SGA presidential candidates face off in debate


Zoe Brunton

Student Government Association presidential candidates Rabiyatou Bah, left, and Zack Buster at the debate on Monday.

Sierra Barnes, Reporter

The two candidates running for Student Government Association president said on Monday they will improve communication between the SGA and student clubs.

First-year engineering student Rabiyatou Bah, 19, and second-year communications student Zack Buster, 20, faced off in a debate in the Student Union building cafeteria.

“That’s what my platform is, mainly,” Bah, who serves as the SGA vice president of campus activities this semester, said. “I realized that this is a really big problem on campus … that a lot of students are not aware of the kinds of events that we run, the main problem being that they’re not aware of The Nest.”

The Nest is a website for student clubs and the SGA to promote their events.

Buster, who served as the student newspaper’s editor-in-chief this school year, agreed that the information flow between students and campus leaders could use improvement.

“One of the main reasons why I started running for student body president was because I noticed that a lot of decisions were being made without student opinions being considered,” Buster said. 

Buster said SGA could make better use of the communication tools available on campus.

The candidates also said they would advocate for changes to the process for approving funding to student clubs.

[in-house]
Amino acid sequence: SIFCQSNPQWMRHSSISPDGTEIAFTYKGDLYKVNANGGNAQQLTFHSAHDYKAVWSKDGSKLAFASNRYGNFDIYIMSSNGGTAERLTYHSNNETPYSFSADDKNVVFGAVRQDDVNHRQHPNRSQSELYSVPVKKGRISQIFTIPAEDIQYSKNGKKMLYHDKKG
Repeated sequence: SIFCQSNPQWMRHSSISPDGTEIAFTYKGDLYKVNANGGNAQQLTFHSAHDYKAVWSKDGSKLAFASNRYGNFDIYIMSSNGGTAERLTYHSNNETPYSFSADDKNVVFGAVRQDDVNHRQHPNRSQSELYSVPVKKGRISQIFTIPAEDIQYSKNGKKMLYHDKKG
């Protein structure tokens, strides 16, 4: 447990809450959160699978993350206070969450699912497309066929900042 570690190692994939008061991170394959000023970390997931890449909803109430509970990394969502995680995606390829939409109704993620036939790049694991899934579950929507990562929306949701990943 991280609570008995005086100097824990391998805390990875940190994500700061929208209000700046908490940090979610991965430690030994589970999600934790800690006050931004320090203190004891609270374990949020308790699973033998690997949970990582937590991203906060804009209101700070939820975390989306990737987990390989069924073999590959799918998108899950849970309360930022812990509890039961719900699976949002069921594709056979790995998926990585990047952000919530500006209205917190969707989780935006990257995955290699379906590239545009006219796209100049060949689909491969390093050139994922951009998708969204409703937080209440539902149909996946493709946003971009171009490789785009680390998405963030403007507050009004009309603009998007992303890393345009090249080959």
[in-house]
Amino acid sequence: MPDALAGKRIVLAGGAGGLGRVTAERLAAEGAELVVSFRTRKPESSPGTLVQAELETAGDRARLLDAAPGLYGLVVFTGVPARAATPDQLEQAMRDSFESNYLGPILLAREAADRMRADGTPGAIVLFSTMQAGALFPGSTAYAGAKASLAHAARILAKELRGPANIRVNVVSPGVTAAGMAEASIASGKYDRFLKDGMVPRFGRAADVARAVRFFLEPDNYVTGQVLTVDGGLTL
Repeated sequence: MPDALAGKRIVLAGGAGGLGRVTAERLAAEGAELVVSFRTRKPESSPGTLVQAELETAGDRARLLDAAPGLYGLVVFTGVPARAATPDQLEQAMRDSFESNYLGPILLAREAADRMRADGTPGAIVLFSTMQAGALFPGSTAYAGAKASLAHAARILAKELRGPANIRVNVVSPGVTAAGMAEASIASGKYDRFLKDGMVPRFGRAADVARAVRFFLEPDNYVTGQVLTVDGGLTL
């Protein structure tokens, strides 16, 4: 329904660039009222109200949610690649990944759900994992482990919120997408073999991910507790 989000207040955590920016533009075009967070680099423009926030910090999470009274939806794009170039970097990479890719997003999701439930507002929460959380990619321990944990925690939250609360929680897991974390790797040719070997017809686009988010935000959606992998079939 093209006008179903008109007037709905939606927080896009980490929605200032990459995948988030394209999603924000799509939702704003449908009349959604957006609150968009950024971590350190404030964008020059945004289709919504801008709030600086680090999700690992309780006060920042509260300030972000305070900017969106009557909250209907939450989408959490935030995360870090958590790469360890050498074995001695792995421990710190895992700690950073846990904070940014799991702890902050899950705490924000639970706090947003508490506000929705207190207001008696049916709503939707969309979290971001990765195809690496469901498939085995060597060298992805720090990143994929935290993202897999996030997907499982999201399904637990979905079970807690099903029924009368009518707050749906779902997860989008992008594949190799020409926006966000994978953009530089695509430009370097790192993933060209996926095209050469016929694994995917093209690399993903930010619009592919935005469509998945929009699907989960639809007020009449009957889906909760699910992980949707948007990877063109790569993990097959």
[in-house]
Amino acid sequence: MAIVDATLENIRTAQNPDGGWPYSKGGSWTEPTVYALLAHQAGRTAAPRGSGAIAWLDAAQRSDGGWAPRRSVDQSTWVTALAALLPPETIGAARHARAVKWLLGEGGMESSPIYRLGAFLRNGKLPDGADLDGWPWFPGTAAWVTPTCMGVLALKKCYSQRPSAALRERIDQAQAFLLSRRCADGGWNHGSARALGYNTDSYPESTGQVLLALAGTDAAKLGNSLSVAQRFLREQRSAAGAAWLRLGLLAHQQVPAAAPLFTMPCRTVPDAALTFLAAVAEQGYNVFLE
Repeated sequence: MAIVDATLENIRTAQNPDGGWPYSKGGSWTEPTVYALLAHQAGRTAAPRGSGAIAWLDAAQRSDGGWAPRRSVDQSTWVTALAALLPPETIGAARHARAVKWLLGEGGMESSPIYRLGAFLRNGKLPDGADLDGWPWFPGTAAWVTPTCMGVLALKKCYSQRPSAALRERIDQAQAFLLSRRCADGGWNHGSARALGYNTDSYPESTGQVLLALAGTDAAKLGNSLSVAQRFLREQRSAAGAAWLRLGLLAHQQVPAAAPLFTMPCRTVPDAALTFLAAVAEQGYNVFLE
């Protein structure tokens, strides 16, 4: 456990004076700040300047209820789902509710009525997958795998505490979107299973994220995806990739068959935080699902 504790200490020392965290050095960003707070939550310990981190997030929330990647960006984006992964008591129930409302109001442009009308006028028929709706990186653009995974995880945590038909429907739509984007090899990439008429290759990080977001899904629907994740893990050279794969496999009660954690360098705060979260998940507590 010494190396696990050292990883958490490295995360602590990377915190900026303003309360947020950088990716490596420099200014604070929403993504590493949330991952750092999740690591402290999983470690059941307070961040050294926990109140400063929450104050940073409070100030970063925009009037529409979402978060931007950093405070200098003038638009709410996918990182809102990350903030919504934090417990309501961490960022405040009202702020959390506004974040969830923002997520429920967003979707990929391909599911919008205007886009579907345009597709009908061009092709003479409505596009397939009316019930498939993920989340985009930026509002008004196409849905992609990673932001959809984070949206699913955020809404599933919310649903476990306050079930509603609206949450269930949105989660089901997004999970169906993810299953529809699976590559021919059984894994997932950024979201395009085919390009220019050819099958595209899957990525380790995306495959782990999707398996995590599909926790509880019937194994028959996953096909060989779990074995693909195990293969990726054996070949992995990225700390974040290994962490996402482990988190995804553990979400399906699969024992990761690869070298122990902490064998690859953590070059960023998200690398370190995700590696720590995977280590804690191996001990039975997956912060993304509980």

Clubs submit budget requests to the SGA each year for the officers to consider. This school year, club budgets, which are paid from student activity fees, were capped at $3,000 for most student organizations.

“I think what needs to change is that funding should be moreso based on member participation,” Bah said. “I think there are clubs out here on this campus that are a lot larger than some others and … that $3,000 cap is just not sufficient for what they want to do.”

Bah added: “Saying that funds should be population based is just to give clubs a more fair chance at getting the funding that they need.”

But Buster said student clubs, regardless of their size, are “really important.”

“So it’s important that we don’t necessarily devalue clubs that don’t have as much membership,” Buster said. “Because if you devalue the club and then they …can’t do a lot of events, then they lose members and it becomes a circular cycle.”

Still, Buster agreed, “Some clubs need more money than others.”

Both candidates agreed that the SGA should continue to encourage clubs to hold some of their events virtually. 

“Virtual events are extremely important, especially when engaging online students,” Bah said. “There are people who don’t actually ever come on campus, and they do their entire schooling online. So to have those events available for them virtually is going to be very important to engaging those students.”

Buster agreed that virtual events help engage online students. 

“For a year I was an online student [and] I was not engaged in anything,” Buster said.

Bah finished her remarks by saying she will “be unapologetically myself. I will not change myself  to fit this role or bend any rules or try to shift my morals in any kind of way because I know that a lot of times when people find themselves in places of power … their mindset shifts a little bit.”

Buster promised to “fight for you as president. That’s what I’ve been doing for the past year [as editor], and I want to continue to do that for you as your SGA president.”

Outgoing SGA President Abigail Billovits-Hayes, who will graduate in May, said the purpose of the debate was to “give students the opportunity to … actually see the candidate, hear them talk … hear what kind of knowledge they have.”